Overland Park police shooting of BVNW student ruled justified

Overland Park Police announced Tuesday the shooting of John Albers Jan. 20 was justified.


Overland Park Police Department/ Facebook Live

District Attorney Steve Howe (left) and Overland Park Police Chief Frank Donchez (center) announced Feb. 20, 2018 the shooting of Blue Valley Northwest junior John Albers was justified.

Gabe Swartz and Anna Cowden

Johnson County District Attorney Steve Howe and Overland Park Police Chief Frank Donchez announced today that the shooting of Blue Valley Northwest junior John Albers on Jan. 20 was justified. The announcement was made during a morning press conference. No criminal charges will be brought against the officer involved in the shooting.

BVNWnews could not reach Albers mother, Sheila Albers, and her attorney for comment today. In an interview with BVNWnews on Feb. 6, Sheila said she did not want to see violence in response to no charges being brought.

“Regardless of what is released,” Sheila said, “I really hope, it is OK to be angry. It is OK to be upset. But I want everyone to be peaceful. Any sort of violent response will not honor John. It will not honor my family. It is OK to say ‘I’m angry, I’m upset, I don’t like how this is handled.’ You can say those things, but I really do not want anyone acting in any sort of violent manner or destructive manner. That will dishonor John.”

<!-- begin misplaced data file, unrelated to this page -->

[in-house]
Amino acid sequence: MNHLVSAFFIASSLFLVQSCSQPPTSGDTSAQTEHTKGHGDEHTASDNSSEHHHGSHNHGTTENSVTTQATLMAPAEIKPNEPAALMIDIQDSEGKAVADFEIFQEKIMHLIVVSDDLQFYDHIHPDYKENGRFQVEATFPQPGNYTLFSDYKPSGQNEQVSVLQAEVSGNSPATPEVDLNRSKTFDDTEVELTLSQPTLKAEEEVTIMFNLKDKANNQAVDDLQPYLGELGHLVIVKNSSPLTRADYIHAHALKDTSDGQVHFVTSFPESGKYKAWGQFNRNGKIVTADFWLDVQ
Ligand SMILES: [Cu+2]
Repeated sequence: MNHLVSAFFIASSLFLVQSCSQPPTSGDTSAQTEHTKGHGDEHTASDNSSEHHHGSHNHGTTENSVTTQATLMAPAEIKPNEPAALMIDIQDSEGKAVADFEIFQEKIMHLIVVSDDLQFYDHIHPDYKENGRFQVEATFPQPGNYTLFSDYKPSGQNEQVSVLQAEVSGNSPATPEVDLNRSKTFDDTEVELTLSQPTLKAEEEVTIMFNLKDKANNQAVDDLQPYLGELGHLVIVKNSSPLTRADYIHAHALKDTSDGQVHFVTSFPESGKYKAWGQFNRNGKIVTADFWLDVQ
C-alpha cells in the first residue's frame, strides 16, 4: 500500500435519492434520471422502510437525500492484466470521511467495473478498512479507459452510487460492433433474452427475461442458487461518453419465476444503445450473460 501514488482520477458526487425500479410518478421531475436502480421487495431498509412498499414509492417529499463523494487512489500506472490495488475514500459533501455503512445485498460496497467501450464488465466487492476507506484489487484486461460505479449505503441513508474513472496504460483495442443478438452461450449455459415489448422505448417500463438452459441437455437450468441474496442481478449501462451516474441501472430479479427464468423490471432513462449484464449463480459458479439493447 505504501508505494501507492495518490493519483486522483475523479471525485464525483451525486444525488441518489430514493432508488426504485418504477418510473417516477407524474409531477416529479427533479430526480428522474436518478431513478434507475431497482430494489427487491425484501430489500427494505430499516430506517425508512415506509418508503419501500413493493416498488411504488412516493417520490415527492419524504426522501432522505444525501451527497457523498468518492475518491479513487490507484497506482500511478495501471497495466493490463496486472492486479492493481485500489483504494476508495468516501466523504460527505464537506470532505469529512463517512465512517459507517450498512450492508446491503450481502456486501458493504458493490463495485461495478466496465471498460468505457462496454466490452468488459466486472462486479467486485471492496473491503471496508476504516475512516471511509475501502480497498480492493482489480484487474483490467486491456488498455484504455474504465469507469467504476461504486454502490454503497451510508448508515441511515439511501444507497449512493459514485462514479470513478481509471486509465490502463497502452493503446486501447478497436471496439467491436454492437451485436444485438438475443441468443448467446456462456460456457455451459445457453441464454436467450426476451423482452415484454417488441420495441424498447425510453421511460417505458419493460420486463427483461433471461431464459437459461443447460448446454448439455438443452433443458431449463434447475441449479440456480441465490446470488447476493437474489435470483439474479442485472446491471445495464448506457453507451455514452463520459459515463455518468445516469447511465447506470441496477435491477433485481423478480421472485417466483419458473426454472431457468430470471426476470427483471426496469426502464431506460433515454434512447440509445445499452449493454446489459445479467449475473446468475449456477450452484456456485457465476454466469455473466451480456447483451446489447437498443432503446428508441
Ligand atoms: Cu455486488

Junior Kaity Callahan said she expects students to be very upset with the ruling.

“I think there’s a lot of hate for the officer,” Callahan said. “There’s going to be even more hate. Some people are going to have so much hate. But, no matter how much hate you have for a person that did something bad, it happened and it’s not going to bring [Albers] back. You gotta move forward and the officer probably feels terrible. You gotta be there for him, too. He also went through some things that no one should have to go through.”

Albers, 17, was shot and killed when he backed his car out of his family’s garage and toward a police officer who was outside his home.

I understand that everybody’s upset because it’s a tragic situation, and no one wanted that to happen that day,” District Attorney Steve Howe told BVNWnews. “Under Kansas law the officer has a right to defend himself from deadly force and based on all the evidence that was gathered, all the witnesses that we spoke to, the video that was presented to my office, we’ve concluded that the officer was justified to protect himself and use deadly force just like any other citizen would be allowed to do that.”

Police were called to Albers’ house after receiving a call reporting that the Blue Valley Northwest junior was suicidal. Sheila said during her interview with BVNWnews she still feels students should seek an adult figure when a friend is in need of help.

“I think it’s super important to still involve a figure of authority immediately,” Sheila said. “I think that whether the police, the fire department, a teacher, a coach, you gotta get adult help right away. That cannot change.”